With the incredible diversity of Duke’s collections, you never know what will come through the conservation lab. For example, some of my recent treatments included a 17th century printed bookand a photograph album from the early 1990s. Despite the differences in format, materials, and subject matter between these two items, one common thread persists: big hair never goes out of style.
The holidays are upon us and that means it is the season for parties, family get-togethers, and making memories. There will inevitably be photographs and keepsakes from these events, and you may at some point consider gathering them together in a photo album or scrapbook. Before you begin, however, let us take a look at some historical examples so that you can avoid the mistakes of our scrapbooking-forebears.
Duke, like many research libraries, holds a large number of scrapbooks and photo albums across our collections. Scrapbooks are complex objects and they frequently come to the conservation lab to address inherent problems with the materials or housing issues. Usually, we find some pretty strange objects inside as well. A student scrapbook from the 1940s recently arrived in the lab which perfectly illustrates five common and problematic conditions.
No. 1: Tape
There are so many varieties of pressure sensitive tape and, because it is a very convenient way to attach materials to pages, we encounter it all the time on collection material. Unfortunately, adhesive tapes do not age well and can exhibit a number of problems, such as discoloration, adhesive creep, or even adhesive failure. Tape can stain the items it touches (like the white tabs on the felt flag above) or cause pages to stick together. A better option is to use a simple and reversible attachment method, such as photo corners. Stable plastics such as polyester, polyethylene, or polypropylene are preferred.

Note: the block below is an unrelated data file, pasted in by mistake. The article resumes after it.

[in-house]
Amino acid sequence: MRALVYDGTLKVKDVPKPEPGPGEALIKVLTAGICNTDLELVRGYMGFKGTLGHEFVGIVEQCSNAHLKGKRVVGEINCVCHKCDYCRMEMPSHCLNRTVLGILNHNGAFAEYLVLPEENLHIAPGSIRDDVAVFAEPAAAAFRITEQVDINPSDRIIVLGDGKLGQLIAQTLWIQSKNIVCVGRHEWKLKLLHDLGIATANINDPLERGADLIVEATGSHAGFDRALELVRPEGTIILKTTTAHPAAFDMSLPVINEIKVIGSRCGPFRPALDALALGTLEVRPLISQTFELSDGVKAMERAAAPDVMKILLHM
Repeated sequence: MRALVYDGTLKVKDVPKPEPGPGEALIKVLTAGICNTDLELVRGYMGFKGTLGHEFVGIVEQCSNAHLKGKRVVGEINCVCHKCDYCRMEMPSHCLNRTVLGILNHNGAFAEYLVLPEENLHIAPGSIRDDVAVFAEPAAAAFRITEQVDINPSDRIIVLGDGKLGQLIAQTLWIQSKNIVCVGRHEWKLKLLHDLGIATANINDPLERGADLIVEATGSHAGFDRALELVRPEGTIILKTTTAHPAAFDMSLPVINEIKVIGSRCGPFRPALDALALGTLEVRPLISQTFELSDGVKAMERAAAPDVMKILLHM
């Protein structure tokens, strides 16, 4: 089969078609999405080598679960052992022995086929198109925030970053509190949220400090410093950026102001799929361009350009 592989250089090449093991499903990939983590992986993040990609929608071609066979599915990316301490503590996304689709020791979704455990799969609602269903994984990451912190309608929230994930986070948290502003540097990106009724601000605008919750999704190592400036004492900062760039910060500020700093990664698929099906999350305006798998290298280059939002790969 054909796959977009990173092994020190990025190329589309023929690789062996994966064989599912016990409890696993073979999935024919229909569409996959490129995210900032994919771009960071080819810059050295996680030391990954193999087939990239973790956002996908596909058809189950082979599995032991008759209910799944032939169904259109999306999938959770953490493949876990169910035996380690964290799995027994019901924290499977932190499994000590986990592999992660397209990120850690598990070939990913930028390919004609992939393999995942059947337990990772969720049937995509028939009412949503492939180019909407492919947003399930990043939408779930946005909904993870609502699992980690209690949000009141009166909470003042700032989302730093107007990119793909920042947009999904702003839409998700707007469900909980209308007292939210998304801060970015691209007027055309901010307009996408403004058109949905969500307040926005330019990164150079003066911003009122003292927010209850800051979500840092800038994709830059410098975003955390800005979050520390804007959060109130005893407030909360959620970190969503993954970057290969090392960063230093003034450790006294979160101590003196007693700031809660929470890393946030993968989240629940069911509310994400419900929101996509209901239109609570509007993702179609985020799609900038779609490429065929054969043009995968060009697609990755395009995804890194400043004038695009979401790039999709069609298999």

No. 2: Glitter
This one is more social etiquette than preservation practice: When you add glitter to your scrapbook, you give the gift of glitter to every person who looks at your scrapbook until the end of time. It is literally all over my bench as I write this.
No. 3: Perishable Items
Flowers and candy may hold many memories, but they are not so compatible with scrapbooks. Like tape, perishables can either discolor the pages and items around them or adhere pages together. These items may also be attractive to insects or mold, potentially compromising the entire scrapbook and putting other items in the collection at risk. Photographs of the flowers will function a little better in the book.
Strangely, tobacco products, like cigars or cigarettes are also commonplace in historic scrapbooks. Use of tobacco products in general seems to be declining, so maybe we will stop seeing this in more modern scrapbooks that come into our collection. If the urge does strike you, however, I would suggest just including the wrapper or packaging (like the Lucky Strikes on the left, above), rather than an entire cigar (as on the right).
No. 4: Rocks (Or really any hard, pointy object)
Books are not the best containers for three-dimensional objects. In addition to distorting the entire book, pointy objects can pierce through facing pages and damage the attached photographs or ephemera. Heavier objects can even tear support pages from the book. Objects like this will be much happier in a box.
No. 5: Large format materials
In a similar vein, larger format pages, such as whole newspapers or large posters, may not survive well when folded up and tucked inside a scrapbook. The bulk of the folded piece can strain the scrapbook binding. Some papers become very brittle as they age and may crack along the folds- especially as they are unfolded and refolded with use. These items are better left out of the book and stored flat.
Scrapbooks can be important cultural artifacts. I hope that in this digital age people continue to make them and that they will eventually make their way into library and archives collections. But I also hope that they do not contain so much tape.